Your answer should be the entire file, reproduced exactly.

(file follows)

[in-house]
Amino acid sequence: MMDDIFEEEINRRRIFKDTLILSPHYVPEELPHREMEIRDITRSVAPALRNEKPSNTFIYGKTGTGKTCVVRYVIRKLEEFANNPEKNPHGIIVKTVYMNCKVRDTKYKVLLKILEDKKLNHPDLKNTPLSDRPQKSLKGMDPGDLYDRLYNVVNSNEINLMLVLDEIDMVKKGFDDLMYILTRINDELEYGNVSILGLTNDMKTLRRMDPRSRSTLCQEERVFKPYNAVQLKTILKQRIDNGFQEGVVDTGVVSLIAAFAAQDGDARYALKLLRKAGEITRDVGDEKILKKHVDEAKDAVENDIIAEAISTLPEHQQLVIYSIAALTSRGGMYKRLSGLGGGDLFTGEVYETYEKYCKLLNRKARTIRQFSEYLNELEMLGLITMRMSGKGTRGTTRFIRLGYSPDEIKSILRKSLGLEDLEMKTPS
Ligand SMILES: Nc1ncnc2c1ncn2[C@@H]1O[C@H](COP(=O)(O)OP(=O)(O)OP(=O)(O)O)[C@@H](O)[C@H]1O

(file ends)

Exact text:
[in-house]
Amino acid sequence: MMDDIFEEEINRRRIFKDTLILSPHYVPEELPHREMEIRDITRSVAPALRNEKPSNTFIYGKTGTGKTCVVRYVIRKLEEFANNPEKNPHGIIVKTVYMNCKVRDTKYKVLLKILEDKKLNHPDLKNTPLSDRPQKSLKGMDPGDLYDRLYNVVNSNEINLMLVLDEIDMVKKGFDDLMYILTRINDELEYGNVSILGLTNDMKTLRRMDPRSRSTLCQEERVFKPYNAVQLKTILKQRIDNGFQEGVVDTGVVSLIAAFAAQDGDARYALKLLRKAGEITRDVGDEKILKKHVDEAKDAVENDIIAEAISTLPEHQQLVIYSIAALTSRGGMYKRLSGLGGGDLFTGEVYETYEKYCKLLNRKARTIRQFSEYLNELEMLGLITMRMSGKGTRGTTRFIRLGYSPDEIKSILRKSLGLEDLEMKTPS
Ligand SMILES: Nc1ncnc2c1ncn2[C@@H]1O[C@H](COP(=O)(O)OP(=O)(O)OP(=O)(O)O)[C@@H](O)[C@H]1O